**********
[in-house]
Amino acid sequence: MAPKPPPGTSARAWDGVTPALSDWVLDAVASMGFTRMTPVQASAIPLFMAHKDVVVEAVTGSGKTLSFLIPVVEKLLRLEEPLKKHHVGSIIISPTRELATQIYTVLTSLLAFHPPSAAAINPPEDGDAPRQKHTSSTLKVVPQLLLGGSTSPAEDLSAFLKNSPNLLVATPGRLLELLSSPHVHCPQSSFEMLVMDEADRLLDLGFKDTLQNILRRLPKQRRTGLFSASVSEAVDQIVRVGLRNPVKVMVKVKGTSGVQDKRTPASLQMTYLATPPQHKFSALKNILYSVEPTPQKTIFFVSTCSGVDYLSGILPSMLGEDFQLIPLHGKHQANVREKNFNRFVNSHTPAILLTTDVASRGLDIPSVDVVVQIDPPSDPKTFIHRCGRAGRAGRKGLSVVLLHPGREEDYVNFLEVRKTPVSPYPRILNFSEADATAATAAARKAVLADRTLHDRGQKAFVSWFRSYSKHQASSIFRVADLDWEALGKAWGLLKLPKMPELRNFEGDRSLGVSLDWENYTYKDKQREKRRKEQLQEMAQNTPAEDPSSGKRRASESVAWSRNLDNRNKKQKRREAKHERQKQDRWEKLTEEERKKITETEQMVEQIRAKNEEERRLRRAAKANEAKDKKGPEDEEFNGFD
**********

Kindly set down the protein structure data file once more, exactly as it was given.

[in-house]
Amino acid sequence: MAPKPPPGTSARAWDGVTPALSDWVLDAVASMGFTRMTPVQASAIPLFMAHKDVVVEAVTGSGKTLSFLIPVVEKLLRLEEPLKKHHVGSIIISPTRELATQIYTVLTSLLAFHPPSAAAINPPEDGDAPRQKHTSSTLKVVPQLLLGGSTSPAEDLSAFLKNSPNLLVATPGRLLELLSSPHVHCPQSSFEMLVMDEADRLLDLGFKDTLQNILRRLPKQRRTGLFSASVSEAVDQIVRVGLRNPVKVMVKVKGTSGVQDKRTPASLQMTYLATPPQHKFSALKNILYSVEPTPQKTIFFVSTCSGVDYLSGILPSMLGEDFQLIPLHGKHQANVREKNFNRFVNSHTPAILLTTDVASRGLDIPSVDVVVQIDPPSDPKTFIHRCGRAGRAGRKGLSVVLLHPGREEDYVNFLEVRKTPVSPYPRILNFSEADATAATAAARKAVLADRTLHDRGQKAFVSWFRSYSKHQASSIFRVADLDWEALGKAWGLLKLPKMPELRNFEGDRSLGVSLDWENYTYKDKQREKRRKEQLQEMAQNTPAEDPSSGKRRASESVAWSRNLDNRNKKQKRREAKHERQKQDRWEKLTEEERKKITETEQMVEQIRAKNEEERRLRRAAKANEAKDKKGPEDEEFNGFD